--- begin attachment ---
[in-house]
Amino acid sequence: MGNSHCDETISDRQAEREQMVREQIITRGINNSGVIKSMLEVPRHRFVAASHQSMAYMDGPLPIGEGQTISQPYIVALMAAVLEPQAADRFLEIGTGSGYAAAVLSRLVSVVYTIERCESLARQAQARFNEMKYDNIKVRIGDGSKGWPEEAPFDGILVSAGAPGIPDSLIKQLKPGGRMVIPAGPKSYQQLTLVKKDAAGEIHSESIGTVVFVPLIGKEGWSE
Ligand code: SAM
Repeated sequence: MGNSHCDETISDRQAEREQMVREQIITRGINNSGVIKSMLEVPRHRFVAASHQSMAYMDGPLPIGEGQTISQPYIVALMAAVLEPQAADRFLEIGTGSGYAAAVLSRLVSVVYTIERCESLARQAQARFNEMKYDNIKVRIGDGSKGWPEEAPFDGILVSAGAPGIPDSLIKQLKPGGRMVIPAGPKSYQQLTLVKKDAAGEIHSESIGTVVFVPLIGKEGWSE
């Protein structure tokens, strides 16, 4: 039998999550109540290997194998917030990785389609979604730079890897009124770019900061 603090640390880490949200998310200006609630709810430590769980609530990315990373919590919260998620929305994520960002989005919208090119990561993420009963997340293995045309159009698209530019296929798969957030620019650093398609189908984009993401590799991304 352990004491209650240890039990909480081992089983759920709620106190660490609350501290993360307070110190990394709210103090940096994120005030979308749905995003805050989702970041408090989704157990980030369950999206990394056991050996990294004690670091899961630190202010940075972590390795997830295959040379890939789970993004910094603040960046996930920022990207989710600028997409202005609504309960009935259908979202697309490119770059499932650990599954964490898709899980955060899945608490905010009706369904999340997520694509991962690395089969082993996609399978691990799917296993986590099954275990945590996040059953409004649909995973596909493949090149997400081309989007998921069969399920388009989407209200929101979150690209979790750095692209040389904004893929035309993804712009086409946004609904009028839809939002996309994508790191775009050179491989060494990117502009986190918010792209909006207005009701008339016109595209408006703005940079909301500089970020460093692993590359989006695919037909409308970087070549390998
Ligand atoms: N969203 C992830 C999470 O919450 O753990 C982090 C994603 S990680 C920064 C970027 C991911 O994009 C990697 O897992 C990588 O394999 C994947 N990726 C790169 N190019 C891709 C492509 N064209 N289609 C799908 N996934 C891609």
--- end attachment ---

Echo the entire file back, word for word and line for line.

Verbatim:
[in-house]
Amino acid sequence: MGNSHCDETISDRQAEREQMVREQIITRGINNSGVIKSMLEVPRHRFVAASHQSMAYMDGPLPIGEGQTISQPYIVALMAAVLEPQAADRFLEIGTGSGYAAAVLSRLVSVVYTIERCESLARQAQARFNEMKYDNIKVRIGDGSKGWPEEAPFDGILVSAGAPGIPDSLIKQLKPGGRMVIPAGPKSYQQLTLVKKDAAGEIHSESIGTVVFVPLIGKEGWSE
Ligand code: SAM
Repeated sequence: MGNSHCDETISDRQAEREQMVREQIITRGINNSGVIKSMLEVPRHRFVAASHQSMAYMDGPLPIGEGQTISQPYIVALMAAVLEPQAADRFLEIGTGSGYAAAVLSRLVSVVYTIERCESLARQAQARFNEMKYDNIKVRIGDGSKGWPEEAPFDGILVSAGAPGIPDSLIKQLKPGGRMVIPAGPKSYQQLTLVKKDAAGEIHSESIGTVVFVPLIGKEGWSE
């Protein structure tokens, strides 16, 4: 039998999550109540290997194998917030990785389609979604730079890897009124770019900061 603090640390880490949200998310200006609630709810430590769980609530990315990373919590919260998620929305994520960002989005919208090119990561993420009963997340293995045309159009698209530019296929798969957030620019650093398609189908984009993401590799991304 352990004491209650240890039990909480081992089983759920709620106190660490609350501290993360307070110190990394709210103090940096994120005030979308749905995003805050989702970041408090989704157990980030369950999206990394056991050996990294004690670091899961630190202010940075972590390795997830295959040379890939789970993004910094603040960046996930920022990207989710600028997409202005609504309960009935259908979202697309490119770059499932650990599954964490898709899980955060899945608490905010009706369904999340997520694509991962690395089969082993996609399978691990799917296993986590099954275990945590996040059953409004649909995973596909493949090149997400081309989007998921069969399920388009989407209200929101979150690209979790750095692209040389904004893929035309993804712009086409946004609904009028839809939002996309994508790191775009050179491989060494990117502009986190918010792209909006207005009701008339016109595209408006703005940079909301500089970020460093692993590359989006695919037909409308970087070549390998
Ligand atoms: N969203 C992830 C999470 O919450 O753990 C982090 C994603 S990680 C920064 C970027 C991911 O994009 C990697 O897992 C990588 O394999 C994947 N990726 C790169 N190019 C891709 C492509 N064209 N289609 C799908 N996934 C891609």